Biography

My inheritance

The great 20th century novelist Chaim Potok wrote, in his novel, My Name Is Asher Lev, “You have a gift, Asher Lev. You have a responsibility.” My Mom had a gift of 89 years, 89 years to live her life; … Continue reading

True Happiness

One of the most famous opening lines in literature comes from Leo Tolstoy’s Anna Karenina: “All happy families are like one another; each unhappy family is unhappy in its own way.” Great literature causes us to think and ponder; it directs … Continue reading

Alex Karras, RIP

Alex Karras, the former Detroit Lions All-Pro defensive tackle and later a successful actor, died on October 10. I have vivid memories of him before he ever gained immortality as “Mongo” in “Blazing Saddles” or as the stepdad of “Webster.” … Continue reading

STREAMING VIDEO — Faith, Freedom and the Entrepreneur

Dr. Craig Columbus (executive director of The Center for Entrepreneurship & Innovation) joins Dr. Paul Kengor (executive director of The Center for Vision & Values) and Glen Meakem (a successful venture capitalist and radio talk-show host) on the campus of Grove City College for an evening discussion … Continue reading

Remembering Gene Kelly

This August 23, 2012 marks the centennial of the birth of Gene Kelly, the great American dancer, actor, singer; a guy’s guy who—along with Fred Astaire—is the only male who ever left me (momentarily) wishing I could dance. I’ve always … Continue reading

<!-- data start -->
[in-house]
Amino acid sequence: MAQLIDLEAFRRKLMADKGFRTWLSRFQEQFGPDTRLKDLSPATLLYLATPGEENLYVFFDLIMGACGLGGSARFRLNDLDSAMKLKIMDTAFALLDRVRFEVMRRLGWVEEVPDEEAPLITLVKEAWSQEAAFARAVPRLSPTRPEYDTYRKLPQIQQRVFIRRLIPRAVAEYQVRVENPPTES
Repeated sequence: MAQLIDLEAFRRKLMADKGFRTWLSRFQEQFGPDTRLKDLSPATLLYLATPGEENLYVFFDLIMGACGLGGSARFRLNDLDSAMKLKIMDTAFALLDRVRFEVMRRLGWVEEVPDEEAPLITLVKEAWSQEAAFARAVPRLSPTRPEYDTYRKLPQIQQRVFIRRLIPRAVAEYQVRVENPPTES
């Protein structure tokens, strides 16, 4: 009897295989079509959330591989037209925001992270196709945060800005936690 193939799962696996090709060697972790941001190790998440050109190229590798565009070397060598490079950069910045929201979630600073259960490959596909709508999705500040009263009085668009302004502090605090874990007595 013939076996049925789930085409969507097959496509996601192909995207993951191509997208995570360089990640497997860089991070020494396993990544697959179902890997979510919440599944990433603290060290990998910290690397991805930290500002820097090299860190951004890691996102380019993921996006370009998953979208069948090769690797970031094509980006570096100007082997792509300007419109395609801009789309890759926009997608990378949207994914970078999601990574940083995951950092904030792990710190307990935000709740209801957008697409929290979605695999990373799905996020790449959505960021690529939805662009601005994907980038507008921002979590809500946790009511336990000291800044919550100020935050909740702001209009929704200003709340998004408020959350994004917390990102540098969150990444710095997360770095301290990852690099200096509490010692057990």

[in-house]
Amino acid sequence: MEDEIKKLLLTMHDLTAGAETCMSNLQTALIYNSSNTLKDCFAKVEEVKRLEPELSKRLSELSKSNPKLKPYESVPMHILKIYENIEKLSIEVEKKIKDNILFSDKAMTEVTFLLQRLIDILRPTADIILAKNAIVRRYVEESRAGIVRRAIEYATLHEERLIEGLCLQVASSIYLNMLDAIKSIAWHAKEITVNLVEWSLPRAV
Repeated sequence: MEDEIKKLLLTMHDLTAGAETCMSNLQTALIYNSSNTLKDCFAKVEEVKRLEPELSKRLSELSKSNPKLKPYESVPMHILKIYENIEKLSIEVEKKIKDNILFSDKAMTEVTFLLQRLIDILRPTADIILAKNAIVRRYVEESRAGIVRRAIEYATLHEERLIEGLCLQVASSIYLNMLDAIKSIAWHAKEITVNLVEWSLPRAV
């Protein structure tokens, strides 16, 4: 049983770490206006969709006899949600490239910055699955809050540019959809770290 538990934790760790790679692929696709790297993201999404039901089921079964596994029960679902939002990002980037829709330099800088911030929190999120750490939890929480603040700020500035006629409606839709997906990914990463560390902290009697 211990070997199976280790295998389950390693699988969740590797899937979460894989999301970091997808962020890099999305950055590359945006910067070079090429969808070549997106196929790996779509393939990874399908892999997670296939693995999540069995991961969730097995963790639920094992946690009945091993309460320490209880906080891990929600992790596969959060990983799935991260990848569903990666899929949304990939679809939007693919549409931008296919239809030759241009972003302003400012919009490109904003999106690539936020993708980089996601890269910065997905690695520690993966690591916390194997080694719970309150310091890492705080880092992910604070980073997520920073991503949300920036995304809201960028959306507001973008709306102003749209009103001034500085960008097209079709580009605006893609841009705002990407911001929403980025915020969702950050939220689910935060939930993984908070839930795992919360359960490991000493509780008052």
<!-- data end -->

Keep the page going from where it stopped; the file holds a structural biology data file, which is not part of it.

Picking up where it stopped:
Founders’ Faith: None of the Above

A book review of Gregg L. Frazer’s “The Religious Beliefs of America’s Founders: Reason, Revelation, Revolution,” written exclusively for The Russell Kirk Center for Cultural Renewal’s University Bookman. Read the book review»

The Flags at the Cemetery

Like many Americans, Memorial Day never ceases to move me. Rivaled only by Christmas and Easter, it’s the most poignant time of the year for me, maybe because, like Christmas and Easter, it’s about life, death, and remembrance. This Memorial … Continue reading

Remember Victory-In-Europe Day

December 1941 is usually remembered by Americans as that fateful month when Japan attacked Pearl Harbor, thus thrusting the United States into World War II. However, consider an alternate scenario: Adolf Hitler appears triumphantly before the Reichstag announcing the destruction … Continue reading